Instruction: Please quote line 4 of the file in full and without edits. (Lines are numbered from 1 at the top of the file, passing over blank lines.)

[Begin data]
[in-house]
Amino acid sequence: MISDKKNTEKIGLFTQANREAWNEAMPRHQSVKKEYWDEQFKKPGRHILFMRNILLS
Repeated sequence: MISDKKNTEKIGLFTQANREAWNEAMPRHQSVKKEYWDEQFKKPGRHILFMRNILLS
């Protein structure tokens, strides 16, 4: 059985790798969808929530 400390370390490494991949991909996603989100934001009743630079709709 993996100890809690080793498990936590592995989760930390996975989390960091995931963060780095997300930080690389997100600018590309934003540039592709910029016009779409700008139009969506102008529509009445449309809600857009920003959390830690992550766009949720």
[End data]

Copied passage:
């Protein structure tokens, strides 16, 4: 059985790798969808929530 400390370390490494991949991909996603989100934001009743630079709709 993996100890809690080793498990936590592995989760930390996975989390960091995931963060780095997300930080690389997100600018590309934003540039592709910029016009779409700008139009969506102008529509009445449309809600857009920003959390830690992550766009949720």